(May 24, 2019) The Ocean City Council on Monday finalized the $130 million fiscal 2020 budget, but not before elected officials had one more chance to comment on the tax rate included in the package.

Earlier this month, city officials voted 4-2 to move off the constant yield, instead opting to maintain a constant property tax rate of $0.4656 per $100 of valuation. Councilman Dennis Dare was not present during the meeting.

While the Maryland Homestead Tax Credit protects resident homeowners, some argued moving off the constant yield, a lower rate of $0.4585, was effectively a tax increase for nonresidents and business owners.

The difference will generate $638,464 in additional property tax revenue for the city. According to budget worksheets, revenue from real property taxes is $41,860,371, which funds 48.5 percent of the general fund budget.

The budget also includes a proposal to increase the room tax from 4.5 percent to 5 percent, beginning Jan. 1, 2020. That would generate an additional $604,450 in revenue.

Capital projects total $2,741,806, including $2.5 million for street paving and $100,000 for storm drain cleaning.

Councilman Mark Paddack said some comments in local newspapers “may not have reflected exactly what had taken place in here,” regarding the budget. Paddack previously voted for the constant tax rate, while some others on the council noted he recently ran a campaign promising not to increase taxes.

“I’ve strived and spent most of my adult life to be a learner. I think learning is a lifetime adventure that we all should participate in,” he said. “When I came into this council, I came in here with a full, open heart of selflessness, that I’m going to do the best that I possibly can for the town and all the taxpayers.”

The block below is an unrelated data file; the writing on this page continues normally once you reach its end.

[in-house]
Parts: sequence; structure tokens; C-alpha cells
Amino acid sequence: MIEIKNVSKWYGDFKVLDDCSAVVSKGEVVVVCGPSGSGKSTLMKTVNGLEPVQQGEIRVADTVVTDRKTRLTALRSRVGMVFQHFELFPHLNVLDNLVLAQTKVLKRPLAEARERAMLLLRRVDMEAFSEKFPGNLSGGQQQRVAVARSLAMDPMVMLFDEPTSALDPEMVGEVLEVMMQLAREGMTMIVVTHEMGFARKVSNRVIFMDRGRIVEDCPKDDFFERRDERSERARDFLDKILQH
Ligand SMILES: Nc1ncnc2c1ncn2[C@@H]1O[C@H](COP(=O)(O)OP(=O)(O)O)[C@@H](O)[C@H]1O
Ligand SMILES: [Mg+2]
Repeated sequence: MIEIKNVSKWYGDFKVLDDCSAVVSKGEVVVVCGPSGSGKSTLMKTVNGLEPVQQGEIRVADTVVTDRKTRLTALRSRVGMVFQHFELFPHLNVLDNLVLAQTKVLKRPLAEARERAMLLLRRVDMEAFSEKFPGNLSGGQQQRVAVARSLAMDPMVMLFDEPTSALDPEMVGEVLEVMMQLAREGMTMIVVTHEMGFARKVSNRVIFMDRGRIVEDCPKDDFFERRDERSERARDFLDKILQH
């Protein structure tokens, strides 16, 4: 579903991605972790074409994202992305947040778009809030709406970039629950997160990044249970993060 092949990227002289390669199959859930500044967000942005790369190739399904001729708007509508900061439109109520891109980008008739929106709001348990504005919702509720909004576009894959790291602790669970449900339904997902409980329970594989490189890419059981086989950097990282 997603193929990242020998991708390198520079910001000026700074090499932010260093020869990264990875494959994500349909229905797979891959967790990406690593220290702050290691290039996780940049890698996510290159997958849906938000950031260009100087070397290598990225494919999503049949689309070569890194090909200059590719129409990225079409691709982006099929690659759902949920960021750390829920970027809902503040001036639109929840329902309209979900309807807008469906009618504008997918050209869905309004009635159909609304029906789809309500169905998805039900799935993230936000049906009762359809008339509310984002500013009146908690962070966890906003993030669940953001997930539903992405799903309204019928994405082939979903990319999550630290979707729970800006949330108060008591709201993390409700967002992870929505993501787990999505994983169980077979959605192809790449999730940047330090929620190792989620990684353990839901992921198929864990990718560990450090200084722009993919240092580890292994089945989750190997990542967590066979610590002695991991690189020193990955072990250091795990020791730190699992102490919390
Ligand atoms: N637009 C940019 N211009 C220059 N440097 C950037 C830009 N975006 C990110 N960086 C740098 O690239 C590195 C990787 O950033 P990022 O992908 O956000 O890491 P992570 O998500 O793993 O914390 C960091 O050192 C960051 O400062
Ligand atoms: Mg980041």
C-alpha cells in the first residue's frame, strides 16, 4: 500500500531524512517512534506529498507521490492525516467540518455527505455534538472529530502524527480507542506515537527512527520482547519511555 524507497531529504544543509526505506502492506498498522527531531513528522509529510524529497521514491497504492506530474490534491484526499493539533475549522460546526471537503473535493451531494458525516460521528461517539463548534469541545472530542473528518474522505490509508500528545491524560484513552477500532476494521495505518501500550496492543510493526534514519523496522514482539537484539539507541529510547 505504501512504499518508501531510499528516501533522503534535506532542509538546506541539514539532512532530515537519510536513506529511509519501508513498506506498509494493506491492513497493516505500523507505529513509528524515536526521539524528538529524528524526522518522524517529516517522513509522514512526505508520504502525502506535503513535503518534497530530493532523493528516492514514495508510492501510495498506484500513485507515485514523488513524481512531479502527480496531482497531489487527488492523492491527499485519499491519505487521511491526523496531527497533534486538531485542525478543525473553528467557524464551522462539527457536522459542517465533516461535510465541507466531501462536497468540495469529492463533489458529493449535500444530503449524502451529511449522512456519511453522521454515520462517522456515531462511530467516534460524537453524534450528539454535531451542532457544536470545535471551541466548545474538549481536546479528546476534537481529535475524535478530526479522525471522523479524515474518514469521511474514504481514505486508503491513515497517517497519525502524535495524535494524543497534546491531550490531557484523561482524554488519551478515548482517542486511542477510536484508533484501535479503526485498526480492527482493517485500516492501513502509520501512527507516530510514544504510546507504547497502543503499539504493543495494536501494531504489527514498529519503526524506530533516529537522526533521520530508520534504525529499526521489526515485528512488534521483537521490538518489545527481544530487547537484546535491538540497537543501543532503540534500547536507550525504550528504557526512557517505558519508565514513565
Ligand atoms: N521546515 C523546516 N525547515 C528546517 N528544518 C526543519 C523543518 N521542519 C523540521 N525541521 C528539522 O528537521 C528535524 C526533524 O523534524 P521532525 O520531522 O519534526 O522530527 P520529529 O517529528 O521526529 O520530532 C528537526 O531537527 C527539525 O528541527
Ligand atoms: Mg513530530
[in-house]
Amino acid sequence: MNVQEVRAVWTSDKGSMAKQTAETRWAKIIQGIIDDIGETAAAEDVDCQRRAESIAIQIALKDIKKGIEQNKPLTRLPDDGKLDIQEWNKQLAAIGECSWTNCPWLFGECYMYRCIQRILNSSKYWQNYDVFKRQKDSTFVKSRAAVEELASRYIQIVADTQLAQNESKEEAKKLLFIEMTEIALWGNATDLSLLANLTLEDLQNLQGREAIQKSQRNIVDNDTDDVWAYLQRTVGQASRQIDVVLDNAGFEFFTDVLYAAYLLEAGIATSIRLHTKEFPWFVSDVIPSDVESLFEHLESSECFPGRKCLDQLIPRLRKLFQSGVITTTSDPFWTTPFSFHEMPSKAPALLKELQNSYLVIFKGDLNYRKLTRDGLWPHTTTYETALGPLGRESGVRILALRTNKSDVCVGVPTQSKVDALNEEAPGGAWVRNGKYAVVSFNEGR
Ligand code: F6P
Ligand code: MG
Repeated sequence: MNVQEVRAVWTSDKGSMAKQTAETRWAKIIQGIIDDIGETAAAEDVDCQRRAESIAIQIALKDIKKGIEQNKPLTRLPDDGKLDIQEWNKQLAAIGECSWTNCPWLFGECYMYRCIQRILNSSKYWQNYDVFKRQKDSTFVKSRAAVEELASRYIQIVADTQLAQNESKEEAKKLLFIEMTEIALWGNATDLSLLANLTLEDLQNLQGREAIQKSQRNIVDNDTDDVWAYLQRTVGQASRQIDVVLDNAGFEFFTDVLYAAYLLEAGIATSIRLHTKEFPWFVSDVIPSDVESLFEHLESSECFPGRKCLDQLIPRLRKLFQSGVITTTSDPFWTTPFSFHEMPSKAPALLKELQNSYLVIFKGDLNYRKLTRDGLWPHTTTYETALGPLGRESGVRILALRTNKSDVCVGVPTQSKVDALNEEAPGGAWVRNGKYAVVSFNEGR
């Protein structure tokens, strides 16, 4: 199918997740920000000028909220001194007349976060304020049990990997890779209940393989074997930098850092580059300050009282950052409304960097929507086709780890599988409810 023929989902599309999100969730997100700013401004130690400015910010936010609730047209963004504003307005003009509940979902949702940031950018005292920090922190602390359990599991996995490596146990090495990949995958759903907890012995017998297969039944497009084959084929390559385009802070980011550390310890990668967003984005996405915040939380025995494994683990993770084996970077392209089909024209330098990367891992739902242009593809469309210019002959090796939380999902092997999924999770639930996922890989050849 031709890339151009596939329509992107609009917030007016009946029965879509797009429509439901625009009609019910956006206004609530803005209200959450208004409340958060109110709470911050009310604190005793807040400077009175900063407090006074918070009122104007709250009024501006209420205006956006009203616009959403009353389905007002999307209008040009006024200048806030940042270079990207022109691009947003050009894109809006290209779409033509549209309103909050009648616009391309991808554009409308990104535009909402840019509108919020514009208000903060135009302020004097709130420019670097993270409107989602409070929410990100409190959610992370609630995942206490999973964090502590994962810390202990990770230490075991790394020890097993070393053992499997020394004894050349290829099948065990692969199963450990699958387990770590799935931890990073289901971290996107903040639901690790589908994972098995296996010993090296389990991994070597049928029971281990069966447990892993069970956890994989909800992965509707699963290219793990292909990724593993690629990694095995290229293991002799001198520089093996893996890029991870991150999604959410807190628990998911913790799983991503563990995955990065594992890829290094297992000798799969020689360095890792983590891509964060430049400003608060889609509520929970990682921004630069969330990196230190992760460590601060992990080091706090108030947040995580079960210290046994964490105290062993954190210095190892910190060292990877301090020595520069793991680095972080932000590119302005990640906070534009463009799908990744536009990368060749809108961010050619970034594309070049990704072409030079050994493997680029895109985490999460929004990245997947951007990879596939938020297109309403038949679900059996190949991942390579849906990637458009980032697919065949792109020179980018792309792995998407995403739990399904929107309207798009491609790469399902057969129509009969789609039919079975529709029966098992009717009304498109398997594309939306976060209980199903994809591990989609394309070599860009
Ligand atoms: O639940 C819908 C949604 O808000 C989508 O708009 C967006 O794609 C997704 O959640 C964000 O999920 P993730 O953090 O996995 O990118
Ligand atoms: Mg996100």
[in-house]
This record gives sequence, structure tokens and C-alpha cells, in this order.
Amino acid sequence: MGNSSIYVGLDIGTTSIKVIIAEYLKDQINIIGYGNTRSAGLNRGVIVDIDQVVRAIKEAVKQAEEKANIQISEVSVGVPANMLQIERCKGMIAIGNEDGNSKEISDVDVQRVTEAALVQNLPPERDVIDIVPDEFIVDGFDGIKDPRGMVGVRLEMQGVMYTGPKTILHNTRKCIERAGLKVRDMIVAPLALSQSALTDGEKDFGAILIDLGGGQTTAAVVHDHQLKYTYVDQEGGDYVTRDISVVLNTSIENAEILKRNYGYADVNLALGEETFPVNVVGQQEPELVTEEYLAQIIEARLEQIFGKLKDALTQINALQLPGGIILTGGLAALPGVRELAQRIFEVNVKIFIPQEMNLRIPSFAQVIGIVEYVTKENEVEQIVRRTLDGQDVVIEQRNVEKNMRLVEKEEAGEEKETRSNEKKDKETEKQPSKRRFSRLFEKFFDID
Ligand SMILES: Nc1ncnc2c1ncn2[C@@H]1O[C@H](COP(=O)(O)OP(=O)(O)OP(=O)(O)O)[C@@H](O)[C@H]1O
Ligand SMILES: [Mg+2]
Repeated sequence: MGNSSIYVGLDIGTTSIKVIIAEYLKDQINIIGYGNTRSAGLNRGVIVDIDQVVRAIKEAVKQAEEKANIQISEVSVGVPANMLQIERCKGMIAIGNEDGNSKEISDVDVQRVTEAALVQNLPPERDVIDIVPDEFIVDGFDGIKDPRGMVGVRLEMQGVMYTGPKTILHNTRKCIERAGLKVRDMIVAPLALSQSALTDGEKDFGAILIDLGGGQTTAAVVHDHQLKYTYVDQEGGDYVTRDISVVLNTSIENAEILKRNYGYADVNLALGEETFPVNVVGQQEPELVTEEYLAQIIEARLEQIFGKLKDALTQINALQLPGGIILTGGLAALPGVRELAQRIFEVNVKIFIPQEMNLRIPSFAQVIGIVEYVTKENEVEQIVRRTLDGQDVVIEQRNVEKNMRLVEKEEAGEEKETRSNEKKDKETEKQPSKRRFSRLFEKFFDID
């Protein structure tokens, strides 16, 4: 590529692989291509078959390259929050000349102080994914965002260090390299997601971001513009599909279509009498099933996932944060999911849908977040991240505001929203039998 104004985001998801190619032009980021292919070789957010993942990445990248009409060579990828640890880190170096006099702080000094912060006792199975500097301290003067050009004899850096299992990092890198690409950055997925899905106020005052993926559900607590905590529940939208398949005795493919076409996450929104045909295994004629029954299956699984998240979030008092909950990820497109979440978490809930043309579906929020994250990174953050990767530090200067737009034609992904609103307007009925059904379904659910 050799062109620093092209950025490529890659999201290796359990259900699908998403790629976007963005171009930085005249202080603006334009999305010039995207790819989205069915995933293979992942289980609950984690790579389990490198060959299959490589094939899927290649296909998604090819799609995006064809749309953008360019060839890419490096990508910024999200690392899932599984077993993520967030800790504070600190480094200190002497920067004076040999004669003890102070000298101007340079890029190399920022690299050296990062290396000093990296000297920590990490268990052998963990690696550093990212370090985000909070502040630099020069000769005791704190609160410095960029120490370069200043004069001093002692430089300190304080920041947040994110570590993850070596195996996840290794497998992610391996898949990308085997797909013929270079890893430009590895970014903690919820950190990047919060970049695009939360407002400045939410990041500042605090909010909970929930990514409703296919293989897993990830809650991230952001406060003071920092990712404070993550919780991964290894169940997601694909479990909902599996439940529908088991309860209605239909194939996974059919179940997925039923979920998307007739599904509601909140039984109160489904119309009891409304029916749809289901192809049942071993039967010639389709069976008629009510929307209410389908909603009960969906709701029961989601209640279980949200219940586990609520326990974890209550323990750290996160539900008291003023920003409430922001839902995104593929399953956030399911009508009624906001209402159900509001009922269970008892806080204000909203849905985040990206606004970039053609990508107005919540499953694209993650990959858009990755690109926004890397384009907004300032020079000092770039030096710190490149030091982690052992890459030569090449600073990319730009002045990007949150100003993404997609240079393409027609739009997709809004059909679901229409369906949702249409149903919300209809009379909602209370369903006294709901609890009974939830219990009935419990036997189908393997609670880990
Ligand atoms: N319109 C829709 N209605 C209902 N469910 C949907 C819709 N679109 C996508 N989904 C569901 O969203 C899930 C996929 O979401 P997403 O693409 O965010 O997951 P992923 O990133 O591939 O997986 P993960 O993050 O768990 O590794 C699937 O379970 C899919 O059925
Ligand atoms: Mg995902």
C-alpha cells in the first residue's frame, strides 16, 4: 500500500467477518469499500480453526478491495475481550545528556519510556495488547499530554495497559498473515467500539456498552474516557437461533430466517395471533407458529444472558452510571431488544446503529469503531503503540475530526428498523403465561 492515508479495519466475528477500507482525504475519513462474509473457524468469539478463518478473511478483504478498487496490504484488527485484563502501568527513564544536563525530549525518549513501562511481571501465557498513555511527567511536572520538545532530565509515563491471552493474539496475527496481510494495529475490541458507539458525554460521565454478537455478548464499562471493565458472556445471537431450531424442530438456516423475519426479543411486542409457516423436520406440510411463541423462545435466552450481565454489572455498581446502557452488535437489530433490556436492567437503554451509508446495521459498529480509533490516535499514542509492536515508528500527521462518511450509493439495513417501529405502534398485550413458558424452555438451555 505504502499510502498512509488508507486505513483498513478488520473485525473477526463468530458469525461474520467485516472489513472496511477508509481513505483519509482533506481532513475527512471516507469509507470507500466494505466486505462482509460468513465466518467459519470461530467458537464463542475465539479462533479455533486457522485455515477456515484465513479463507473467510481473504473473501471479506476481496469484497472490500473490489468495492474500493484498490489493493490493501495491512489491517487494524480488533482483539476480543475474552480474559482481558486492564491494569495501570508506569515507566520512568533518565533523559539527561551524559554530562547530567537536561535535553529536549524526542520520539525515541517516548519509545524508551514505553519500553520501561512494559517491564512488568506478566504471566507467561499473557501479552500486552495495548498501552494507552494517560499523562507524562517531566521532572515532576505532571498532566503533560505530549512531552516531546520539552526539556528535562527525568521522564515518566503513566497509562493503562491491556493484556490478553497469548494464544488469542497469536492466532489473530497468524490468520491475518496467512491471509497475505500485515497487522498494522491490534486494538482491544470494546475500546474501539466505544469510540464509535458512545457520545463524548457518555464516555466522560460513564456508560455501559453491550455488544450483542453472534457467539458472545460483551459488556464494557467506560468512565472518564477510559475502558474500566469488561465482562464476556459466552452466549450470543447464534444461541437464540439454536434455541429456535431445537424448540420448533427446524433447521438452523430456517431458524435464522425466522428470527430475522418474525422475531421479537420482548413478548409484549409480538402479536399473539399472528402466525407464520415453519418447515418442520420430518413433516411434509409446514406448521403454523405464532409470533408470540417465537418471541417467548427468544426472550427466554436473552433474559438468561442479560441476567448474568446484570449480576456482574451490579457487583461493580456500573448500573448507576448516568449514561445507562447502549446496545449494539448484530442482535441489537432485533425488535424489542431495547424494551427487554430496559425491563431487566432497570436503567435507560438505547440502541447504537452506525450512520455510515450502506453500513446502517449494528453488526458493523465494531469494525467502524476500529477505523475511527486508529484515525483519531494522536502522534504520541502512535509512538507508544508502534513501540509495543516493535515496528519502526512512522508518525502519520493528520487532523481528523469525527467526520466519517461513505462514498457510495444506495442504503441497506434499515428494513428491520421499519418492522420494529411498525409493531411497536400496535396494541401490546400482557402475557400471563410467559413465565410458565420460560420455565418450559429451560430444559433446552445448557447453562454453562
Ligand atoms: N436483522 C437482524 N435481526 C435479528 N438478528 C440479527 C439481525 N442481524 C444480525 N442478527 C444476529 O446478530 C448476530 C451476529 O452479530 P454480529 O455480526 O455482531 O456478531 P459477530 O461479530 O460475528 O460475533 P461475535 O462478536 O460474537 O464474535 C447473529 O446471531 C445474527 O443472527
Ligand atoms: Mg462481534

Paddack said of the budget process, “This was one of the biggest eye openers I’ve ever had in my 30 years that I’ve been here, in the Town of Ocean City.”

“We cannot become what we need to be by remaining what we are,” he said, adding the city stuck with the constant yield for nine years. “My vision was to try to keep that, however … not everything is going to be exactly how we want it, and the speculation that we may have more money in the future is not how I run by budget at home and I’m sure not going to do that for the Town of Ocean City.”

Mayor Rick Meehan also addressed the City Council at length.


Ocean City Mayor Rick Meehan speaks during a City Council meeting Monday, just prior to finalization of the fiscal 2020 budget. 

“There’s been a lot of discussion about the budget, and I think good discussion. I think the council has done a good job with handling that, and certainly [Budget Manager] Jennie Knapp and the city manager have presented a good budget,” he said.

“Whether it was asked specifically or not, we do … expect them to bring us a status quo budget and we work from there. That doesn’t mean we end up with a status quo budget,” Meehan added.

He said for many years one citizen complained the general fund balance was over 15 percent of the operating budget – the city’s self-mandated target for reserves – and any excess should be given back to the public.

Meehan said the city instead has built up its reserves and used the general fund to pay for crucial infrastructure projects.

He presented a series of slides to show what would have happened to reserves had the City Council dropped the tax rate by two cents in 2013 – as had been suggested.

If that had been done, according to Meehan, the reserve fund balance would have slipped $2.8 million below the 15 percent mark by 2016, and by last year would have been just $6.3 million, or $5.9 million below 15 percent of the operating budget.

Meehan said if a hurricane came through Ocean City, of similar strength to Hurricane Irene in 2011, and wiped out a single week in August, the city would lose $1.5 million.

“That’s the lost revenue – that doesn’t have anything to do or doesn’t address the overtime or the expense to recover from a storm,” he said, adding losing several weeks because of a storm would cost the town “millions of dollars.”